National landcare gong a Schur thing for Denmark eco-champion after 40-year career in conservation

Sarah MakseAlbany Advertiser
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Basil Schur receiving his State award in 2019 from WA Landcare Network chairman Keith Bradby.
Camera IconBasil Schur receiving his State award in 2019 from WA Landcare Network chairman Keith Bradby. Credit: Ryan Ammon

A Denmark conservationist and environmental champion has been named Australia’s leading landcarer.

Basil Schur, who won the State title in 2019, was awarded the Australian Government Individual Landcarer Award at the National Landcare Awards held in Sydney last week.

The awards recognise individuals who have shown outstanding leadership and significant commitment to landcare across the country.

Mr Schur has dedicated close to four decades of his life to restoring the environment and protecting biodiversity through his work with Green Skills WA, Gondwana Link and establishing the Denmark Wetlands Centre.

He has led community education programs, citizen science workshops and organised community environmental actions.

“I’m an immigrant to Australia from Zimbabwe so when I arrived as a teenager, I guess I fell in love with the environment as well as joining the then early conservation movements in Australia,” he said.

“It has basically been a love of wanting to care for nature and environmental restoration has been my passion. I see it more as a life calling, rather than a job.”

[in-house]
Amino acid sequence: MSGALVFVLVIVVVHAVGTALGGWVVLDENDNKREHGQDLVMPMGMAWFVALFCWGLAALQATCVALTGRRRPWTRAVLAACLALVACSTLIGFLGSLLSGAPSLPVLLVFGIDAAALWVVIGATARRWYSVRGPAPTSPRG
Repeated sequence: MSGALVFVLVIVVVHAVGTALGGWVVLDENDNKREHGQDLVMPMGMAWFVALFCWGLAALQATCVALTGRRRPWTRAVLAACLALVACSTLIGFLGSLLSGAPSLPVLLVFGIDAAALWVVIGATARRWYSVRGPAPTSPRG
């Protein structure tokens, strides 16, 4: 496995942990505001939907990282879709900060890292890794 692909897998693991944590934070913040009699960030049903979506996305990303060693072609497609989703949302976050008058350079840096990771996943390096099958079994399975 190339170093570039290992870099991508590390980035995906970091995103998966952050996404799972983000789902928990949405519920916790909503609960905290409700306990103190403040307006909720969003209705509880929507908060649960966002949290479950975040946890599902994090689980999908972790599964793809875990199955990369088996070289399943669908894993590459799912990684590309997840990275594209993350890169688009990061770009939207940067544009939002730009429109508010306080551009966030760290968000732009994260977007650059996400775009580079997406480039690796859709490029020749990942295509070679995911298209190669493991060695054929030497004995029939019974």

Mr Schur said he felt privileged to work alongside fellow conservationists, farmers and Noongar elders across the Great Southern.

“I feel that this isn’t so much an award just for me, but actually an acknowledgement that we are all part of a movement for wanting to see better outcomes for our environment,” he said.

“I actually feel it brings a responsibility to say at the grassroots there’s lots of individuals and groups working really hard but we want similar hard work and change at the level of government and business.

“We at the grassroots expect far more from our State and Federal governments as well as our corporate business leaders in terms of tackling climate change and our biodiversity crisis.

“Individual actions cannot be enough, we really need policy change and far more resources at both levels of governments and corporate business.

“With the COVID-19 crisis that we have been facing we have dropped the ball on realising that our society and our environment faces a similar crises in relation to climate change and the impacts that will bring.”

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